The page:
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When I became responsible in 1986 for what was then the Prints and Drawings section of the India Office Library, I spent many pleasurable hours going through the collections, many of which were not yet in printed catalogues.  An unexpected discovery was a group of five drawings from late 18th century western India in the hinterland of Bombay, an area from which not many paintings were known, whether traditional or done for British patrons.  These five drawings include a self-portrait and four animal studies by the Maratha artist Gangaram Cintaman Tambat from an album compiled around 1790-95 for Charles Warre Malet (1753-1815) of the Bombay Civil Service.  

Self-portrait of the artist with his guru, both seated facing the other in profile.  By Gangaram, 1790.  Inscribed (by Sir Charles Warre Malet): Gungaram by Himself, very like + a very ingenious Person at Poona in the service of CWM, by whom the subsequent native sketches were drawn chiefly from life + His Groo a celebrated holy Hermit near Poona.  Water-colour on paper; 250 by 362 mm.  Add.Or.4145  noc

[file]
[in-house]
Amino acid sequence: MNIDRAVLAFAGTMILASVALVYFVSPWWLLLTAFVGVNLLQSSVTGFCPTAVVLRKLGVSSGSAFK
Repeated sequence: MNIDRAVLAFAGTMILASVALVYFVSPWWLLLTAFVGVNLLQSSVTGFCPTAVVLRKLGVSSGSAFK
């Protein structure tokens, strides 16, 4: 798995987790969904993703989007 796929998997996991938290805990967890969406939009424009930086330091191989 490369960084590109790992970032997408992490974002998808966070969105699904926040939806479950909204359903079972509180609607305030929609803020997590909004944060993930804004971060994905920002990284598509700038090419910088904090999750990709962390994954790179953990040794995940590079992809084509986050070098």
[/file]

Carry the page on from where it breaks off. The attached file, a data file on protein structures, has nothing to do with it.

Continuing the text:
Malet’s importance stems from his last posting as the East India Company’s Resident to the court of the Maratha Peshwa at Poona, 1785-97.  The Marathas under the Peshwas, hereditary chief ministers of the Maratha rajas, were the principal power in western India and through their wide-ranging generals and their armies they controlled almost all of northern and central India as well.  The Company was growing alarmed at what it saw as the increasing belligerence of Mysore under Tipu Sultan and his pro-French policy and Malet was able to negotiate a treaty of alliance between the Company, the young Peshwa Madhavrao II (or rather his minister Nana Phadnavis) and the Nizam of Hyderabad, which since these two states were often antagonistic to each other was something of a diplomatic triumph.  When in 1789 Tipu Sultan attacked Travancore, a Company ally, the Governor-General Lord Cornwallis invoked his alliance with the Peshwa and the Nizam to attack Mysore and for a while to neutralise it.  In 1791 Malet received a baronetcy for his part in negotiating the treaty.